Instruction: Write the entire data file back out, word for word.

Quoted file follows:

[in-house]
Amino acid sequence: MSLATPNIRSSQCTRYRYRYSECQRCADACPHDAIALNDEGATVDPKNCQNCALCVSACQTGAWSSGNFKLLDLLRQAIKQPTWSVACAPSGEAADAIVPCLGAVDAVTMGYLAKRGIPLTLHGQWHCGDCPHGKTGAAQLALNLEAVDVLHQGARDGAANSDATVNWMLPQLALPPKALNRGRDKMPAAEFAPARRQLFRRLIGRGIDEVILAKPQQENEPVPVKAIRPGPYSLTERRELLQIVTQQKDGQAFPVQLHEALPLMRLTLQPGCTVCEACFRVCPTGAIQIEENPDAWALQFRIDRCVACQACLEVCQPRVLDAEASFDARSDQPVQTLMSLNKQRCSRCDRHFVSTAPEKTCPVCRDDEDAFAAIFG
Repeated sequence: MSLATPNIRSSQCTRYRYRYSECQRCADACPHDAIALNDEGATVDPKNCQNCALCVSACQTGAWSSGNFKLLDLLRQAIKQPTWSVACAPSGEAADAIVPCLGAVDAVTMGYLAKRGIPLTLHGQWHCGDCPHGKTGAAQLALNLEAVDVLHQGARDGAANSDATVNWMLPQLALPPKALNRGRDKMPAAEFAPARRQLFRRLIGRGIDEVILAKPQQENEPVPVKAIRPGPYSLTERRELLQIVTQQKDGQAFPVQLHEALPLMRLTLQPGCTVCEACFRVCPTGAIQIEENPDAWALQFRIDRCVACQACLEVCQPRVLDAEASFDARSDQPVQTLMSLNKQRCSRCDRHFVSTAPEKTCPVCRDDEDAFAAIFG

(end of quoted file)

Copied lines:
[in-house]
Amino acid sequence: MSLATPNIRSSQCTRYRYRYSECQRCADACPHDAIALNDEGATVDPKNCQNCALCVSACQTGAWSSGNFKLLDLLRQAIKQPTWSVACAPSGEAADAIVPCLGAVDAVTMGYLAKRGIPLTLHGQWHCGDCPHGKTGAAQLALNLEAVDVLHQGARDGAANSDATVNWMLPQLALPPKALNRGRDKMPAAEFAPARRQLFRRLIGRGIDEVILAKPQQENEPVPVKAIRPGPYSLTERRELLQIVTQQKDGQAFPVQLHEALPLMRLTLQPGCTVCEACFRVCPTGAIQIEENPDAWALQFRIDRCVACQACLEVCQPRVLDAEASFDARSDQPVQTLMSLNKQRCSRCDRHFVSTAPEKTCPVCRDDEDAFAAIFG
Repeated sequence: MSLATPNIRSSQCTRYRYRYSECQRCADACPHDAIALNDEGATVDPKNCQNCALCVSACQTGAWSSGNFKLLDLLRQAIKQPTWSVACAPSGEAADAIVPCLGAVDAVTMGYLAKRGIPLTLHGQWHCGDCPHGKTGAAQLALNLEAVDVLHQGARDGAANSDATVNWMLPQLALPPKALNRGRDKMPAAEFAPARRQLFRRLIGRGIDEVILAKPQQENEPVPVKAIRPGPYSLTERRELLQIVTQQKDGQAFPVQLHEALPLMRLTLQPGCTVCEACFRVCPTGAIQIEENPDAWALQFRIDRCVACQACLEVCQPRVLDAEASFDARSDQPVQTLMSLNKQRCSRCDRHFVSTAPEKTCPVCRDDEDAFAAIFG